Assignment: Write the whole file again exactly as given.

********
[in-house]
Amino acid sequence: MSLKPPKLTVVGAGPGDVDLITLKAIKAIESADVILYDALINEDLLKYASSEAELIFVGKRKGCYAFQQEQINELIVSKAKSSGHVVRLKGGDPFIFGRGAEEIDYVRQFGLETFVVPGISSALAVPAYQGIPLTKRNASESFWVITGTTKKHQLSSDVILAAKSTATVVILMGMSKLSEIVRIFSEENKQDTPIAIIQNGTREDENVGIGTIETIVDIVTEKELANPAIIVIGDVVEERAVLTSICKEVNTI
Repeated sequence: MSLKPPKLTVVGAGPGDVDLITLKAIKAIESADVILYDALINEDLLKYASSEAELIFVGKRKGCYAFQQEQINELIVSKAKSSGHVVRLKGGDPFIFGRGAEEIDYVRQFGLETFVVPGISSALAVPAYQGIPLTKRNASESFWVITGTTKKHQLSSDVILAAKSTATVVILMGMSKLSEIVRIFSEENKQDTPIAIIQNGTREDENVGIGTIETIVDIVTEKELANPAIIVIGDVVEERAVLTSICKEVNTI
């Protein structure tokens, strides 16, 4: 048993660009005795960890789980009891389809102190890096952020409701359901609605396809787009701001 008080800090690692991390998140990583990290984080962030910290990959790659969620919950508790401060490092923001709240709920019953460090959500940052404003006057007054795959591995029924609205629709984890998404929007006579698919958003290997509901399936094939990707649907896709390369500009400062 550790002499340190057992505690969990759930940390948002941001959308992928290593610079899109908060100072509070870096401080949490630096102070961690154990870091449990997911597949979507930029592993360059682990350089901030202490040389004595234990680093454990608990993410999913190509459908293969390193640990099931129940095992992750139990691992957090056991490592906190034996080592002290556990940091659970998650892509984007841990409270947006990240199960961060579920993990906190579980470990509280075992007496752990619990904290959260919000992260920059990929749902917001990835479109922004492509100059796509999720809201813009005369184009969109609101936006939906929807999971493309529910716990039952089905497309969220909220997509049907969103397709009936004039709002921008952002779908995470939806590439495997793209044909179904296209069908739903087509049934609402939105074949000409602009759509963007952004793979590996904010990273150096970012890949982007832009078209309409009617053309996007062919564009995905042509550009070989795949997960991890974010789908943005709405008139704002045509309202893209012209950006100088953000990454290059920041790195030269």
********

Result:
[in-house]
Amino acid sequence: MSLKPPKLTVVGAGPGDVDLITLKAIKAIESADVILYDALINEDLLKYASSEAELIFVGKRKGCYAFQQEQINELIVSKAKSSGHVVRLKGGDPFIFGRGAEEIDYVRQFGLETFVVPGISSALAVPAYQGIPLTKRNASESFWVITGTTKKHQLSSDVILAAKSTATVVILMGMSKLSEIVRIFSEENKQDTPIAIIQNGTREDENVGIGTIETIVDIVTEKELANPAIIVIGDVVEERAVLTSICKEVNTI
Repeated sequence: MSLKPPKLTVVGAGPGDVDLITLKAIKAIESADVILYDALINEDLLKYASSEAELIFVGKRKGCYAFQQEQINELIVSKAKSSGHVVRLKGGDPFIFGRGAEEIDYVRQFGLETFVVPGISSALAVPAYQGIPLTKRNASESFWVITGTTKKHQLSSDVILAAKSTATVVILMGMSKLSEIVRIFSEENKQDTPIAIIQNGTREDENVGIGTIETIVDIVTEKELANPAIIVIGDVVEERAVLTSICKEVNTI
């Protein structure tokens, strides 16, 4: 048993660009005795960890789980009891389809102190890096952020409701359901609605396809787009701001 008080800090690692991390998140990583990290984080962030910290990959790659969620919950508790401060490092923001709240709920019953460090959500940052404003006057007054795959591995029924609205629709984890998404929007006579698919958003290997509901399936094939990707649907896709390369500009400062 550790002499340190057992505690969990759930940390948002941001959308992928290593610079899109908060100072509070870096401080949490630096102070961690154990870091449990997911597949979507930029592993360059682990350089901030202490040389004595234990680093454990608990993410999913190509459908293969390193640990099931129940095992992750139990691992957090056991490592906190034996080592002290556990940091659970998650892509984007841990409270947006990240199960961060579920993990906190579980470990509280075992007496752990619990904290959260919000992260920059990929749902917001990835479109922004492509100059796509999720809201813009005369184009969109609101936006939906929807999971493309529910716990039952089905497309969220909220997509049907969103397709009936004039709002921008952002779908995470939806590439495997793209044909179904296209069908739903087509049934609402939105074949000409602009759509963007952004793979590996904010990273150096970012890949982007832009078209309409009617053309996007062919564009995905042509550009070989795949997960991890974010789908943005709405008139704002045509309202893209012209950006100088953000990454290059920041790195030269």